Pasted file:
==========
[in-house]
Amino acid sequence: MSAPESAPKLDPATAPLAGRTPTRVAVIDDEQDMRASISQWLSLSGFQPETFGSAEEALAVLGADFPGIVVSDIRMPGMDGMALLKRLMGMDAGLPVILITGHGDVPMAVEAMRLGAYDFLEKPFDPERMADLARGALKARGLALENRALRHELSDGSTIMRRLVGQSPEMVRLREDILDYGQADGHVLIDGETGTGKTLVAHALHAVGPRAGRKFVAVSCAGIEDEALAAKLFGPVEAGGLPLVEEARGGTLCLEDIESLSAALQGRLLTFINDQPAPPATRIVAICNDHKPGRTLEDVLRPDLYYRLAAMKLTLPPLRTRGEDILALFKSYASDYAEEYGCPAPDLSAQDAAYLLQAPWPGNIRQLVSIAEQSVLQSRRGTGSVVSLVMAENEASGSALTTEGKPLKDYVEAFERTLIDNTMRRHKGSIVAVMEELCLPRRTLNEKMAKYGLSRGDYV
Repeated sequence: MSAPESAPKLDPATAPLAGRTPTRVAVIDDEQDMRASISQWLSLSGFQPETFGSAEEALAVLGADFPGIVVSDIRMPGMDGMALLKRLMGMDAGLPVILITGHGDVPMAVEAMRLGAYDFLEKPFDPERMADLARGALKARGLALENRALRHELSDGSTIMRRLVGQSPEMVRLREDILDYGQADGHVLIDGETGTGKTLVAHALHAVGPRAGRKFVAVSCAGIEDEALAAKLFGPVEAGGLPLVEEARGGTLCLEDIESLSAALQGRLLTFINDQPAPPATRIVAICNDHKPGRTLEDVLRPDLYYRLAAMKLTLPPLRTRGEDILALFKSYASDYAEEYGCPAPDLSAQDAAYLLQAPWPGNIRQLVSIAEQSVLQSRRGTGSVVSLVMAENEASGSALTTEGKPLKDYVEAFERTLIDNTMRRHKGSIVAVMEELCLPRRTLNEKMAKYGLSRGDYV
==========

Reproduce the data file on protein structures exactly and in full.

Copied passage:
[in-house]
Amino acid sequence: MSAPESAPKLDPATAPLAGRTPTRVAVIDDEQDMRASISQWLSLSGFQPETFGSAEEALAVLGADFPGIVVSDIRMPGMDGMALLKRLMGMDAGLPVILITGHGDVPMAVEAMRLGAYDFLEKPFDPERMADLARGALKARGLALENRALRHELSDGSTIMRRLVGQSPEMVRLREDILDYGQADGHVLIDGETGTGKTLVAHALHAVGPRAGRKFVAVSCAGIEDEALAAKLFGPVEAGGLPLVEEARGGTLCLEDIESLSAALQGRLLTFINDQPAPPATRIVAICNDHKPGRTLEDVLRPDLYYRLAAMKLTLPPLRTRGEDILALFKSYASDYAEEYGCPAPDLSAQDAAYLLQAPWPGNIRQLVSIAEQSVLQSRRGTGSVVSLVMAENEASGSALTTEGKPLKDYVEAFERTLIDNTMRRHKGSIVAVMEELCLPRRTLNEKMAKYGLSRGDYV
Repeated sequence: MSAPESAPKLDPATAPLAGRTPTRVAVIDDEQDMRASISQWLSLSGFQPETFGSAEEALAVLGADFPGIVVSDIRMPGMDGMALLKRLMGMDAGLPVILITGHGDVPMAVEAMRLGAYDFLEKPFDPERMADLARGALKARGLALENRALRHELSDGSTIMRRLVGQSPEMVRLREDILDYGQADGHVLIDGETGTGKTLVAHALHAVGPRAGRKFVAVSCAGIEDEALAAKLFGPVEAGGLPLVEEARGGTLCLEDIESLSAALQGRLLTFINDQPAPPATRIVAICNDHKPGRTLEDVLRPDLYYRLAAMKLTLPPLRTRGEDILALFKSYASDYAEEYGCPAPDLSAQDAAYLLQAPWPGNIRQLVSIAEQSVLQSRRGTGSVVSLVMAENEASGSALTTEGKPLKDYVEAFERTLIDNTMRRHKGSIVAVMEELCLPRRTLNEKMAKYGLSRGDYV